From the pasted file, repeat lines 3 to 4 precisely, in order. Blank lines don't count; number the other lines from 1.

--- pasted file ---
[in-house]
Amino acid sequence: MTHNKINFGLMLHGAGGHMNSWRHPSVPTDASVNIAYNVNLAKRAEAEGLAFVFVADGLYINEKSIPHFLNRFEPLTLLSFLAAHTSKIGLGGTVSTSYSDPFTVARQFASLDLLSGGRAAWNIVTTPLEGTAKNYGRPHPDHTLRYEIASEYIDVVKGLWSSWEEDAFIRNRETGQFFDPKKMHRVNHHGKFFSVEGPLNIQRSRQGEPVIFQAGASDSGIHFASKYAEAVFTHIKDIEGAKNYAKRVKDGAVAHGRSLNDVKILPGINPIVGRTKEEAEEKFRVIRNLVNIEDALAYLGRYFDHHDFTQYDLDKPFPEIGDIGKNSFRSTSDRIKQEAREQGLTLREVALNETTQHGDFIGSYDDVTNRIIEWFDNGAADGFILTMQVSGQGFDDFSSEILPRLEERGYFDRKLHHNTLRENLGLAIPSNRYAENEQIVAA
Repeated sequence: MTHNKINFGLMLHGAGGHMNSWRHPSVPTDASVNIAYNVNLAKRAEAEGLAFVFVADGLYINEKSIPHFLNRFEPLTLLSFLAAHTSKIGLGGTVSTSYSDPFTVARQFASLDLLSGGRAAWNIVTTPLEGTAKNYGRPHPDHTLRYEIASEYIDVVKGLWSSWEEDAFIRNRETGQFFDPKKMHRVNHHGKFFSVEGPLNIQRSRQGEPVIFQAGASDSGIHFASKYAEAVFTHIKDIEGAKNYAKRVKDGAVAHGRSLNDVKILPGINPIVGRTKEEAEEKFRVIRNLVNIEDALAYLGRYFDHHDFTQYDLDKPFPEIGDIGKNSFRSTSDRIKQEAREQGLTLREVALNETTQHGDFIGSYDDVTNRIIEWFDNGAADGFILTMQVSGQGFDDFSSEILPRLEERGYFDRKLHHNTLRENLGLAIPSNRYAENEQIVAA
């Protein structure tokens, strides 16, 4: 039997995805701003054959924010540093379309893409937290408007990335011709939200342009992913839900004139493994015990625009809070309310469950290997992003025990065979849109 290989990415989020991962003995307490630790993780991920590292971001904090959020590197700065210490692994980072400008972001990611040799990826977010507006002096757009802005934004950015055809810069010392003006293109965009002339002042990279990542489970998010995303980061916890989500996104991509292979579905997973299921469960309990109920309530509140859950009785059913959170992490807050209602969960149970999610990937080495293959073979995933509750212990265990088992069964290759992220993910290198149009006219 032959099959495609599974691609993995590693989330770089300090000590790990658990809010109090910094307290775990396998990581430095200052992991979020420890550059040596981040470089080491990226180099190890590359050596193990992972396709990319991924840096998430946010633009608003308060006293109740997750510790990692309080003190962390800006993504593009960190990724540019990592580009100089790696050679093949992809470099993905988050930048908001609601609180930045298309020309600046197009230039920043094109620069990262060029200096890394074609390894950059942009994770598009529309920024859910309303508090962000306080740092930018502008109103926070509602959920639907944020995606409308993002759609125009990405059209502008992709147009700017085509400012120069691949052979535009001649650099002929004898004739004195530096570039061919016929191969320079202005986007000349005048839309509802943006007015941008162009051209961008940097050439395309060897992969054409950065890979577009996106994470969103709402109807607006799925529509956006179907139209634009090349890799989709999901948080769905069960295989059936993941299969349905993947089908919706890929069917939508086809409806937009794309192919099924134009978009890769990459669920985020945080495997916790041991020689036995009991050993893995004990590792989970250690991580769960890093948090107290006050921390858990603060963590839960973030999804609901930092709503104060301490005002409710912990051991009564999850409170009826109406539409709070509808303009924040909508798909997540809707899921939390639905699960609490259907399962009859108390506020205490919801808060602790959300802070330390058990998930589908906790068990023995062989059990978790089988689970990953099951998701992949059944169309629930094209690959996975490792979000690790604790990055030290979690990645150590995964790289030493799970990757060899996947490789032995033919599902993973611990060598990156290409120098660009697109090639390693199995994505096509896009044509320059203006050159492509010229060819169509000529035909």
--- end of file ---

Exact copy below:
Repeated sequence: MTHNKINFGLMLHGAGGHMNSWRHPSVPTDASVNIAYNVNLAKRAEAEGLAFVFVADGLYINEKSIPHFLNRFEPLTLLSFLAAHTSKIGLGGTVSTSYSDPFTVARQFASLDLLSGGRAAWNIVTTPLEGTAKNYGRPHPDHTLRYEIASEYIDVVKGLWSSWEEDAFIRNRETGQFFDPKKMHRVNHHGKFFSVEGPLNIQRSRQGEPVIFQAGASDSGIHFASKYAEAVFTHIKDIEGAKNYAKRVKDGAVAHGRSLNDVKILPGINPIVGRTKEEAEEKFRVIRNLVNIEDALAYLGRYFDHHDFTQYDLDKPFPEIGDIGKNSFRSTSDRIKQEAREQGLTLREVALNETTQHGDFIGSYDDVTNRIIEWFDNGAADGFILTMQVSGQGFDDFSSEILPRLEERGYFDRKLHHNTLRENLGLAIPSNRYAENEQIVAA
């Protein structure tokens, strides 16, 4: 039997995805701003054959924010540093379309893409937290408007990335011709939200342009992913839900004139493994015990625009809070309310469950290997992003025990065979849109 290989990415989020991962003995307490630790993780991920590292971001904090959020590197700065210490692994980072400008972001990611040799990826977010507006002096757009802005934004950015055809810069010392003006293109965009002339002042990279990542489970998010995303980061916890989500996104991509292979579905997973299921469960309990109920309530509140859950009785059913959170992490807050209602969960149970999610990937080495293959073979995933509750212990265990088992069964290759992220993910290198149009006219 032959099959495609599974691609993995590693989330770089300090000590790990658990809010109090910094307290775990396998990581430095200052992991979020420890550059040596981040470089080491990226180099190890590359050596193990992972396709990319991924840096998430946010633009608003308060006293109740997750510790990692309080003190962390800006993504593009960190990724540019990592580009100089790696050679093949992809470099993905988050930048908001609601609180930045298309020309600046197009230039920043094109620069990262060029200096890394074609390894950059942009994770598009529309920024859910309303508090962000306080740092930018502008109103926070509602959920639907944020995606409308993002759609125009990405059209502008992709147009700017085509400012120069691949052979535009001649650099002929004898004739004195530096570039061919016929191969320079202005986007000349005048839309509802943006007015941008162009051209961008940097050439395309060897992969054409950065890979577009996106994470969103709402109807607006799925529509956006179907139209634009090349890799989709999901948080769905069960295989059936993941299969349905993947089908919706890929069917939508086809409806937009794309192919099924134009978009890769990459669920985020945080495997916790041991020689036995009991050993893995004990590792989970250690991580769960890093948090107290006050921390858990603060963590839960973030999804609901930092709503104060301490005002409710912990051991009564999850409170009826109406539409709070509808303009924040909508798909997540809707899921939390639905699960609490259907399962009859108390506020205490919801808060602790959300802070330390058990998930589908906790068990023995062989059990978790089988689970990953099951998701992949059944169309629930094209690959996975490792979000690790604790990055030290979690990645150590995964790289030493799970990757060899996947490789032995033919599902993973611990060598990156290409120098660009697109090639390693199995994505096509896009044509320059203006050159492509010229060819169509000529035909």